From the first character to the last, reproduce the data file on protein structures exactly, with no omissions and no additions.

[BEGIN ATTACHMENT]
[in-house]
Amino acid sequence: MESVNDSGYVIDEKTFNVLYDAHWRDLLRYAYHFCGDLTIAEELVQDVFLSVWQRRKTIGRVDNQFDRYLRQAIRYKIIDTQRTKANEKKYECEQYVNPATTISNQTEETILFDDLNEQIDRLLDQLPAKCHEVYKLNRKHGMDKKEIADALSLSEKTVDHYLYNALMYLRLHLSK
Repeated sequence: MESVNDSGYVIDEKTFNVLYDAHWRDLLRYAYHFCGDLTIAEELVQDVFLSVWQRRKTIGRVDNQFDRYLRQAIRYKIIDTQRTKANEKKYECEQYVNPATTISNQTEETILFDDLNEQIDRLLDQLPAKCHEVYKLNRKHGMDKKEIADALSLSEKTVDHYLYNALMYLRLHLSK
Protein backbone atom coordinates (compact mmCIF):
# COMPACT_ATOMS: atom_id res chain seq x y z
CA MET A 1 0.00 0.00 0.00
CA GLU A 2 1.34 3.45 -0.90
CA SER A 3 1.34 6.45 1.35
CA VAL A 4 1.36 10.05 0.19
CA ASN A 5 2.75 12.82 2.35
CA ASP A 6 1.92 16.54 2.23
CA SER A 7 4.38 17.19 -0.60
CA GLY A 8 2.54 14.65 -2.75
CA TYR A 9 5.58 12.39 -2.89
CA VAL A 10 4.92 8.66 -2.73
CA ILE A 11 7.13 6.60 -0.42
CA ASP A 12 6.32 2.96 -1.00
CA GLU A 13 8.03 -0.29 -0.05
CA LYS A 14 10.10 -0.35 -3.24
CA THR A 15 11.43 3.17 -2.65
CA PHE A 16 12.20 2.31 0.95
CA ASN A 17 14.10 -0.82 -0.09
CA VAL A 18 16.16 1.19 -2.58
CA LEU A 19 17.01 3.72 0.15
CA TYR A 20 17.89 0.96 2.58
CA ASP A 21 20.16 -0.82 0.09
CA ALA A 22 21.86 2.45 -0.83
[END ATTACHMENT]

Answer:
[in-house]
Amino acid sequence: MESVNDSGYVIDEKTFNVLYDAHWRDLLRYAYHFCGDLTIAEELVQDVFLSVWQRRKTIGRVDNQFDRYLRQAIRYKIIDTQRTKANEKKYECEQYVNPATTISNQTEETILFDDLNEQIDRLLDQLPAKCHEVYKLNRKHGMDKKEIADALSLSEKTVDHYLYNALMYLRLHLSK
Repeated sequence: MESVNDSGYVIDEKTFNVLYDAHWRDLLRYAYHFCGDLTIAEELVQDVFLSVWQRRKTIGRVDNQFDRYLRQAIRYKIIDTQRTKANEKKYECEQYVNPATTISNQTEETILFDDLNEQIDRLLDQLPAKCHEVYKLNRKHGMDKKEIADALSLSEKTVDHYLYNALMYLRLHLSK
Protein backbone atom coordinates (compact mmCIF):
# COMPACT_ATOMS: atom_id res chain seq x y z
CA MET A 1 0.00 0.00 0.00
CA GLU A 2 1.34 3.45 -0.90
CA SER A 3 1.34 6.45 1.35
CA VAL A 4 1.36 10.05 0.19
CA ASN A 5 2.75 12.82 2.35
CA ASP A 6 1.92 16.54 2.23
CA SER A 7 4.38 17.19 -0.60
CA GLY A 8 2.54 14.65 -2.75
CA TYR A 9 5.58 12.39 -2.89
CA VAL A 10 4.92 8.66 -2.73
CA ILE A 11 7.13 6.60 -0.42
CA ASP A 12 6.32 2.96 -1.00
CA GLU A 13 8.03 -0.29 -0.05
CA LYS A 14 10.10 -0.35 -3.24
CA THR A 15 11.43 3.17 -2.65
CA PHE A 16 12.20 2.31 0.95
CA ASN A 17 14.10 -0.82 -0.09
CA VAL A 18 16.16 1.19 -2.58
CA LEU A 19 17.01 3.72 0.15
CA TYR A 20 17.89 0.96 2.58
CA ASP A 21 20.16 -0.82 0.09
CA ALA A 22 21.86 2.45 -0.83